The eleventh hour of the eleventh day of the eleventh month of 1918. The date and time that marked the end of fighting in the war that was supposed to end all wars. Known variously as Armistice Day, Veterans Day and Remembrance Day, November 11th is now a holiday celebrated in many nations throughout the world.
Both my grandfather, Walter Leonard Dilliplane, and his younger brother, Alvin Freeman Dilliplane, served in the Great War. They bravely fought to liberate France from German occupation. My grandfather was one of the lucky ones. He came home, got married and eventually had three sons, the youngest being my father.
His brother Alvin was not as lucky. He was killed in action on September 7, 1918. He died three days shy of his 21st birthday and 2 months and 4 days shy of the armistice.
Alvin was a hero on the battlefield – perhaps even a bit reckless. On September 5, 1918, the Harrisburg Telegraph, in reporting on battles near Fismette, France in the previous month, included the following excerpt, “Private Alvin F. Dilliplane, of Pottstown, another Pennsylvania boy, showed remarkable bravery at the self-imposed task of rescuing wounded after they had been abandoned.”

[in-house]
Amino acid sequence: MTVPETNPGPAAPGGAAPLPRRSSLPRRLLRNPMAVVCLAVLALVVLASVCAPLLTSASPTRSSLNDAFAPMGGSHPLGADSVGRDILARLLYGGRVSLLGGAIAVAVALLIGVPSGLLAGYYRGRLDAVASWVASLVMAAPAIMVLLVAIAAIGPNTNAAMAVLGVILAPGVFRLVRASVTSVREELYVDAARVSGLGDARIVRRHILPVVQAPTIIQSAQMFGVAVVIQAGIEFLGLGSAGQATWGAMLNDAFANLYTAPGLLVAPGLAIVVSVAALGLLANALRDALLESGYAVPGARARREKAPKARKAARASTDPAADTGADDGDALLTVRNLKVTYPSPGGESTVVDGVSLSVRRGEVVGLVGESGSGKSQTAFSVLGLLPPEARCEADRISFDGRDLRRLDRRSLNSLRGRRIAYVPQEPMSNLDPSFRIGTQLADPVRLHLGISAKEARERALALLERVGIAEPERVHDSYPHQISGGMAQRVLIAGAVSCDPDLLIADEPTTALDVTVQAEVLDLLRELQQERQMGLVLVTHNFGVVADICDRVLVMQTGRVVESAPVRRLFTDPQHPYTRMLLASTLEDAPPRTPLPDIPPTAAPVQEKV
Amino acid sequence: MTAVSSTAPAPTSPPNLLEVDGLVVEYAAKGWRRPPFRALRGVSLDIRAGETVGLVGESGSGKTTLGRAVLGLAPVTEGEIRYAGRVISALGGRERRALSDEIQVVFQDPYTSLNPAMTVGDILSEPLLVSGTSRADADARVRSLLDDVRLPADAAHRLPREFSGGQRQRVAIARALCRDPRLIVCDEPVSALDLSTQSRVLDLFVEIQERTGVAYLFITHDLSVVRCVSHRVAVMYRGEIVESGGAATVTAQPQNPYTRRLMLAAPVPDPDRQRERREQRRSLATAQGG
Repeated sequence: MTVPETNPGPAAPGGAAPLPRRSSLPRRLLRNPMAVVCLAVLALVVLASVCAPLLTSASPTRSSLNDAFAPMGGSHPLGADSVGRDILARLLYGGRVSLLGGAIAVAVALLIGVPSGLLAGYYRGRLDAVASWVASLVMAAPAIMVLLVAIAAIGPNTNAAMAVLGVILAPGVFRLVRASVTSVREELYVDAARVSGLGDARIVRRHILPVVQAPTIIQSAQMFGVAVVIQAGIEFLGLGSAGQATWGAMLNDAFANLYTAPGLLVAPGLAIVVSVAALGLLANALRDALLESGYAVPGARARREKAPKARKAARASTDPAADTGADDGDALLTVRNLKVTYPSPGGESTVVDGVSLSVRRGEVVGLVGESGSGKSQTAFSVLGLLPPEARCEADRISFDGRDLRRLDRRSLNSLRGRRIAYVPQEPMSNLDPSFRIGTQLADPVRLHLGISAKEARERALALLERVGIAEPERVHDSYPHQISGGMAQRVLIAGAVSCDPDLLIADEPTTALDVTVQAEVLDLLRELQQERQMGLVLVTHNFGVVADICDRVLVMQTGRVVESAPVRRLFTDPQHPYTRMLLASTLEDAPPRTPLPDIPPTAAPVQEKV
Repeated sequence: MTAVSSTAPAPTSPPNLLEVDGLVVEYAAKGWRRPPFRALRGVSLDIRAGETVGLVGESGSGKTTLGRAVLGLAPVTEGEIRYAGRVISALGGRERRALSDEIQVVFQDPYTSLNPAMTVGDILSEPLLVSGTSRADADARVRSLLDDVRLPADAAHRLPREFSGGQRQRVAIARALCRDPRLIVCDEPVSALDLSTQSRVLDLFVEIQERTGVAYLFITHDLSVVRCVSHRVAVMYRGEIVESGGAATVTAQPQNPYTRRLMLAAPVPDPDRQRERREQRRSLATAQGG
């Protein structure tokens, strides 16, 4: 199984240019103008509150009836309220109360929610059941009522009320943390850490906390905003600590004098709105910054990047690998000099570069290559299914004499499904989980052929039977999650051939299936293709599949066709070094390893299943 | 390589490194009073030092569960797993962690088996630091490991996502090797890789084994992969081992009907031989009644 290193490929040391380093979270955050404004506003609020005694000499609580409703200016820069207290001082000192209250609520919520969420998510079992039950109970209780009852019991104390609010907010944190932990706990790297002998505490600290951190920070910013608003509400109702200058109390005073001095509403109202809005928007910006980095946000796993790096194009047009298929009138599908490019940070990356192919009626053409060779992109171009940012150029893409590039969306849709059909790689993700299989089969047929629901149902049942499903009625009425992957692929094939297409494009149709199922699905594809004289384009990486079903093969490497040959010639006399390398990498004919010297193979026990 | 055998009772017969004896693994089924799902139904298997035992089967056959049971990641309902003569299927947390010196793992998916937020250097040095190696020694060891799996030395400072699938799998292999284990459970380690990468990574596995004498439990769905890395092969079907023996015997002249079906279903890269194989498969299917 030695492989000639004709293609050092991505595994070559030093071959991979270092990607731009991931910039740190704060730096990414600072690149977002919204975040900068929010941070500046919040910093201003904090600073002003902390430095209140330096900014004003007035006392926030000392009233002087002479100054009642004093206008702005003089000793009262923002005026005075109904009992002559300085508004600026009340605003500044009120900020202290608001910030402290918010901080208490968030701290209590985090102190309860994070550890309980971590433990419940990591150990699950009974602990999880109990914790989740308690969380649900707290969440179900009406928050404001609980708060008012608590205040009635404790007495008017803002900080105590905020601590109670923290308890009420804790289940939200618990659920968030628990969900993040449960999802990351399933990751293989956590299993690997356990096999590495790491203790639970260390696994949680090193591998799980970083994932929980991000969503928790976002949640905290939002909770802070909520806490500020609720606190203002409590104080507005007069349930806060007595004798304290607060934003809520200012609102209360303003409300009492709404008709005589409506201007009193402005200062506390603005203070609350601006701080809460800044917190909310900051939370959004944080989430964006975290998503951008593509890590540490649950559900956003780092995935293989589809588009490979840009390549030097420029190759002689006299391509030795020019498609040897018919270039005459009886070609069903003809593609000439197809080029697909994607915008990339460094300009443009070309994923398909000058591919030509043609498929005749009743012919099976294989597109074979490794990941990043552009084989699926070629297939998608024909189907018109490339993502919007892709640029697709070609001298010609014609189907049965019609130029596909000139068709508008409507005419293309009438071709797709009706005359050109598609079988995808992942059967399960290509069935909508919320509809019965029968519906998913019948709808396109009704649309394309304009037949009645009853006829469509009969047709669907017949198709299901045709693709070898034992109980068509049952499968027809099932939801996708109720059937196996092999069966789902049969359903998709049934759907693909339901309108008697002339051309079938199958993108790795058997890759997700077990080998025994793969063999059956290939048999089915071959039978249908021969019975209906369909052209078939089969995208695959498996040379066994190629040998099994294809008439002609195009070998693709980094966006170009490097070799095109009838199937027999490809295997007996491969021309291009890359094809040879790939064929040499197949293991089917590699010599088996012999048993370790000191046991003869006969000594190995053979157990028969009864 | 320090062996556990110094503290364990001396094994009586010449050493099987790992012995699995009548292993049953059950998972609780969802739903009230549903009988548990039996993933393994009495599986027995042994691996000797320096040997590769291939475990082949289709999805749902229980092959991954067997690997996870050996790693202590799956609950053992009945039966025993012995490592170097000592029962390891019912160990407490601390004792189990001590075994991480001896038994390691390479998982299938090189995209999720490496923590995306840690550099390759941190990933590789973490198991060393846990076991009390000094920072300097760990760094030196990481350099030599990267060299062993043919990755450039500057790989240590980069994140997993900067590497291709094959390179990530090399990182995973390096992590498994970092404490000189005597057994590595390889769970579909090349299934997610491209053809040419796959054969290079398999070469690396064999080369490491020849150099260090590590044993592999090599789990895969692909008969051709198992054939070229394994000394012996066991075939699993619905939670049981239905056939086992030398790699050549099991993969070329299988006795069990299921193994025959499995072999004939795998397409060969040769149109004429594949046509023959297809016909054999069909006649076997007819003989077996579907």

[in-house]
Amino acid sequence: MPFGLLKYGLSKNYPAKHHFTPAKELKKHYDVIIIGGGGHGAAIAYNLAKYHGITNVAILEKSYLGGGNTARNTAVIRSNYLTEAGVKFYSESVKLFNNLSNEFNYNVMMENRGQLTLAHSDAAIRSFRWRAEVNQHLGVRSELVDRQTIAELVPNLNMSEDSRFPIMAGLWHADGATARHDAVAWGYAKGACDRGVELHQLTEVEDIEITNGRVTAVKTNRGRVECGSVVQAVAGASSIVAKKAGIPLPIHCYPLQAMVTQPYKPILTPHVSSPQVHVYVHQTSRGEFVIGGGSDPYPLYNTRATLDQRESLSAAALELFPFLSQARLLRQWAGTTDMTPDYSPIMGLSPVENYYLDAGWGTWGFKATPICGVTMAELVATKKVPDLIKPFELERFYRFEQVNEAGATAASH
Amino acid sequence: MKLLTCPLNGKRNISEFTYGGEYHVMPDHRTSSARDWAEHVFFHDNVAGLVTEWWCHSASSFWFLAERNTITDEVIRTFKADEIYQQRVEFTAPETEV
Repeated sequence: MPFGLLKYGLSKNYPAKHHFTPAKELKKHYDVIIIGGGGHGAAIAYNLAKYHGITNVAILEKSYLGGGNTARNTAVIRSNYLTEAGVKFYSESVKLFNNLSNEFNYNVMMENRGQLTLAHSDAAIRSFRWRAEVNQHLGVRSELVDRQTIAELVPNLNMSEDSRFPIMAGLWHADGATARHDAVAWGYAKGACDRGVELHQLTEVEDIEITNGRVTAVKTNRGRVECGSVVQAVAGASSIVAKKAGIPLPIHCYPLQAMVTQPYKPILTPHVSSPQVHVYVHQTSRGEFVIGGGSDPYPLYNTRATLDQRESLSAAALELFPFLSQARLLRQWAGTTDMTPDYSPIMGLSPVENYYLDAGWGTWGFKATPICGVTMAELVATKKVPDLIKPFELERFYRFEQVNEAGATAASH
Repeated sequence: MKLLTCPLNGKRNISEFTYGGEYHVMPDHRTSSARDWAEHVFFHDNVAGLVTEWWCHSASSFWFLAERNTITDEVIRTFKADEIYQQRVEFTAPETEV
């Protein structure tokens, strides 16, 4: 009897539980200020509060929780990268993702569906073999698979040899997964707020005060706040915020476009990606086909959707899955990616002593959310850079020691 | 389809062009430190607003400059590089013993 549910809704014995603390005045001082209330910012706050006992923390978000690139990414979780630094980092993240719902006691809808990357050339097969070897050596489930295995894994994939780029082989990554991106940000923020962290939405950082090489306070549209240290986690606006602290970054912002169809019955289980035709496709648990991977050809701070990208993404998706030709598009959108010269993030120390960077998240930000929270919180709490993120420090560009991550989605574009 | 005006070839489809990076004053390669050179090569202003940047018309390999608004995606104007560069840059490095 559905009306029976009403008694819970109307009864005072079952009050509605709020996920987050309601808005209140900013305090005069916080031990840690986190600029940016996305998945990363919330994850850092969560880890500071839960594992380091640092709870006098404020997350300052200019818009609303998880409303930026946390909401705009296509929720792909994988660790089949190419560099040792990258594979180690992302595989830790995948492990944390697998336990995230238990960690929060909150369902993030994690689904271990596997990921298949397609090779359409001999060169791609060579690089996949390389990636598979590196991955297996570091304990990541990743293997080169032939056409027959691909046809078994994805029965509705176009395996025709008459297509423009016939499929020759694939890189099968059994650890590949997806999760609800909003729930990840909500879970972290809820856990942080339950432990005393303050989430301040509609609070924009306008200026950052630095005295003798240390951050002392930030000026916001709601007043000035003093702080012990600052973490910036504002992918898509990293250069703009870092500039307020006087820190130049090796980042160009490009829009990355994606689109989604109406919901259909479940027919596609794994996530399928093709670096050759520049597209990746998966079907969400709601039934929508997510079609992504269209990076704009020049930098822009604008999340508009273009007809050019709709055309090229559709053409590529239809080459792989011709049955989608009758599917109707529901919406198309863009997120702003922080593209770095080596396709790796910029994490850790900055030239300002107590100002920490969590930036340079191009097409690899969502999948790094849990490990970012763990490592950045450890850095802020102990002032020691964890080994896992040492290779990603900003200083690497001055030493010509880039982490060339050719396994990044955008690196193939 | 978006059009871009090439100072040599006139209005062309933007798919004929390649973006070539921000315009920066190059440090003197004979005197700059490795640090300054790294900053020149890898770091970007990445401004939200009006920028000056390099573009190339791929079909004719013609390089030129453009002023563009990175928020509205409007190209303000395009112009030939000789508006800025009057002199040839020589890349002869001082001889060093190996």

For his actions at the Fismete battle, Alvin received an official citation for bravery. It stated that “Private Alvin F. Dilliplane, with utter disregard for personal safety, went forward in daylight to the rescue of wounded men approximately 400 yards in front of our lines, succeeding one of them at that time and the other after dark.”
It would be nice to think that the men he rescued survived and returned to their families. But I have no way of knowing who they were or what happened to them in the long run. For his part, Alvin never made it home. He is buried at Oise-Aisne American Cemetery in Picardie, France.
And so on this Veteran’s Days please take some time to remember those who served in all the various wars and conflicts and especially those who gave the ultimate sacrifice.